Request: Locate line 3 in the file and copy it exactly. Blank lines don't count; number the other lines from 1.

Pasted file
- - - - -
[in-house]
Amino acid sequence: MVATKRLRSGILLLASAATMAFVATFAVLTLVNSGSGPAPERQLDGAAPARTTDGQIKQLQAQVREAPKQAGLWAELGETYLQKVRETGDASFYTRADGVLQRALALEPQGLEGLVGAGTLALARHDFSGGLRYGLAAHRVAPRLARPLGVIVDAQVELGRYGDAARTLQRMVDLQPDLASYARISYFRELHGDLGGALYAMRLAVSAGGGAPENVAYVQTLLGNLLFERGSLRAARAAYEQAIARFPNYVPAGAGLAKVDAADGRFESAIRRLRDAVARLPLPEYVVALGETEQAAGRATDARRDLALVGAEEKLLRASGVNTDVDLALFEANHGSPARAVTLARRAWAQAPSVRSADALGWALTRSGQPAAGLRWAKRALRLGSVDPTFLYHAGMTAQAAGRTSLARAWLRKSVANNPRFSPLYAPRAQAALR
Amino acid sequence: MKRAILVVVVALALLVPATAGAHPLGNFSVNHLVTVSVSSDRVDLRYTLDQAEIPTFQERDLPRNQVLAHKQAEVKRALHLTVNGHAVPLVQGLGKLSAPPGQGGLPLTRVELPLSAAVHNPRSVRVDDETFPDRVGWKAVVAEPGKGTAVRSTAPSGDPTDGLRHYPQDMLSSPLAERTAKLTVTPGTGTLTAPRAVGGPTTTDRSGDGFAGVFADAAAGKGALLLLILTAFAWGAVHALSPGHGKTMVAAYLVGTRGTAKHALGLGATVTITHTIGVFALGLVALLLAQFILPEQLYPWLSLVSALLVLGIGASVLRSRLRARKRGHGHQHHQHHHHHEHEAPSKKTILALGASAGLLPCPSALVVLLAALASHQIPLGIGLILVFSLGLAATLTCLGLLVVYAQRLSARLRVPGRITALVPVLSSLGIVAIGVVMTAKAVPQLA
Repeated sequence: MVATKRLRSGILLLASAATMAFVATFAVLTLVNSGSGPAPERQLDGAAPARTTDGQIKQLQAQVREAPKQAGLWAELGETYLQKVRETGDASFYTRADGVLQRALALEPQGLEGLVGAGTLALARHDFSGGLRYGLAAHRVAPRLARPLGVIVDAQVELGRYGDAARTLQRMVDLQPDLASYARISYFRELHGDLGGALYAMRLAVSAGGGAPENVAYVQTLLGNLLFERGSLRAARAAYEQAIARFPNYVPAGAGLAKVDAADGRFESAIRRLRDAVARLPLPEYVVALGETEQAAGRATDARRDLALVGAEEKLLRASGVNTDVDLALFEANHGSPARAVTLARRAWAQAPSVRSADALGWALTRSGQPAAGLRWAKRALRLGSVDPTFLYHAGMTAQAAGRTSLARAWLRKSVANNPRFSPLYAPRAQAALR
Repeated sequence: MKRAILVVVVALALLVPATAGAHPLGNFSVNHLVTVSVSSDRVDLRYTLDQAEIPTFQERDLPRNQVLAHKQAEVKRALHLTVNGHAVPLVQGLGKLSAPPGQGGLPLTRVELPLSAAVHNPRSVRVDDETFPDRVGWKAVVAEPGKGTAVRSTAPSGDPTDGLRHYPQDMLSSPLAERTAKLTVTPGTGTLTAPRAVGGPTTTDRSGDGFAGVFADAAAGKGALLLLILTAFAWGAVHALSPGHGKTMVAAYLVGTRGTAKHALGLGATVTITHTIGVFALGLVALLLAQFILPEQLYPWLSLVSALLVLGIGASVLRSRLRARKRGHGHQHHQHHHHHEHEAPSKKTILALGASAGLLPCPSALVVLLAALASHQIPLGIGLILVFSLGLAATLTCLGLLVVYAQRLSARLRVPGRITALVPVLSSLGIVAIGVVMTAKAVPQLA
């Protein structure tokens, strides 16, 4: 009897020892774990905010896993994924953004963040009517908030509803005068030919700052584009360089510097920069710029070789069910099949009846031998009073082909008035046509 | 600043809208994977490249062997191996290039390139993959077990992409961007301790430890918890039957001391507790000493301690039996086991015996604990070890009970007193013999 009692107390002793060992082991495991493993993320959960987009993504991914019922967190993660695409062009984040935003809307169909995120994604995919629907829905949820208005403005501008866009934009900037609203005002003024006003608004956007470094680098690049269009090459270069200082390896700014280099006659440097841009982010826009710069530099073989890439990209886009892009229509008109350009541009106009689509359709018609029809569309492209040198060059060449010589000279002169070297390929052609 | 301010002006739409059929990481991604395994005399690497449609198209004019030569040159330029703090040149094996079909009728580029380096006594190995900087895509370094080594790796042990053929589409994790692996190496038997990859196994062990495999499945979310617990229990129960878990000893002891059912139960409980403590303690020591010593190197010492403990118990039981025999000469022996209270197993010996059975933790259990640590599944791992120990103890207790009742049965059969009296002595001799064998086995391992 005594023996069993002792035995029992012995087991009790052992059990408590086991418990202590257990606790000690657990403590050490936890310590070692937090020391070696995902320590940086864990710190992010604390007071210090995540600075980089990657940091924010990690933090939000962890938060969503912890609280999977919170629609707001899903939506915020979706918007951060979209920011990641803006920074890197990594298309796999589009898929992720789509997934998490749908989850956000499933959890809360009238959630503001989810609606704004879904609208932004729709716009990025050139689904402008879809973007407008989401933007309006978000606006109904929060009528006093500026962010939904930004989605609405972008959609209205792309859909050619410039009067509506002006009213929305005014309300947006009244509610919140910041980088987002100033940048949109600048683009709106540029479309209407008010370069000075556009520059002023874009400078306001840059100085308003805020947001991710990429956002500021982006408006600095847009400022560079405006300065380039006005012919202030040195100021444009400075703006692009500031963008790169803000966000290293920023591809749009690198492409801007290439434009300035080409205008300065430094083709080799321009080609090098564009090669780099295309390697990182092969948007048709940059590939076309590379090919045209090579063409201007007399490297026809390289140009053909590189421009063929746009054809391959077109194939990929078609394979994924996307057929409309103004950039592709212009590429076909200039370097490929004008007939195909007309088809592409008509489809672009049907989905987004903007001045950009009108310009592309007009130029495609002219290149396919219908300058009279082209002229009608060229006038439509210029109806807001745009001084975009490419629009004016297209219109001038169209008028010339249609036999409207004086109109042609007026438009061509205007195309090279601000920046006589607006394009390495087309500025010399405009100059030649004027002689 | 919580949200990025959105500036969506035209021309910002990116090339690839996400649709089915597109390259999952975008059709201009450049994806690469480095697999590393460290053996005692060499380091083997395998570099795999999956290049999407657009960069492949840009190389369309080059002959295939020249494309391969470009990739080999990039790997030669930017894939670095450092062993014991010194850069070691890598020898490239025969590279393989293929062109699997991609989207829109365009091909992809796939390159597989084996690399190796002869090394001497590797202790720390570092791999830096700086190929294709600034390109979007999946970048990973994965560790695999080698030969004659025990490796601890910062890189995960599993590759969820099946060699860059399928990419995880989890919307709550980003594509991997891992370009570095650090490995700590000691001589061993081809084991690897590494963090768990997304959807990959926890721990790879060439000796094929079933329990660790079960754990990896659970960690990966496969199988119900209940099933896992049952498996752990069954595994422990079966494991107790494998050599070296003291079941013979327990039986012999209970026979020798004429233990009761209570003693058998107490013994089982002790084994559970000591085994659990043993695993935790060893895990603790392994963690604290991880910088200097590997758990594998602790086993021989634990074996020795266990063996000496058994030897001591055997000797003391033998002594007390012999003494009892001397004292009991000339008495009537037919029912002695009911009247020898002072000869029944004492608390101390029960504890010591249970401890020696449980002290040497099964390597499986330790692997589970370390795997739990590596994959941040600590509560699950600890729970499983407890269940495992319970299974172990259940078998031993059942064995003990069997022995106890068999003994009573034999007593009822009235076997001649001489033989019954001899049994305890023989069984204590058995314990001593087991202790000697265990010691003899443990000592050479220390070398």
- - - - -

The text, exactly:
Amino acid sequence: MKRAILVVVVALALLVPATAGAHPLGNFSVNHLVTVSVSSDRVDLRYTLDQAEIPTFQERDLPRNQVLAHKQAEVKRALHLTVNGHAVPLVQGLGKLSAPPGQGGLPLTRVELPLSAAVHNPRSVRVDDETFPDRVGWKAVVAEPGKGTAVRSTAPSGDPTDGLRHYPQDMLSSPLAERTAKLTVTPGTGTLTAPRAVGGPTTTDRSGDGFAGVFADAAAGKGALLLLILTAFAWGAVHALSPGHGKTMVAAYLVGTRGTAKHALGLGATVTITHTIGVFALGLVALLLAQFILPEQLYPWLSLVSALLVLGIGASVLRSRLRARKRGHGHQHHQHHHHHEHEAPSKKTILALGASAGLLPCPSALVVLLAALASHQIPLGIGLILVFSLGLAATLTCLGLLVVYAQRLSARLRVPGRITALVPVLSSLGIVAIGVVMTAKAVPQLA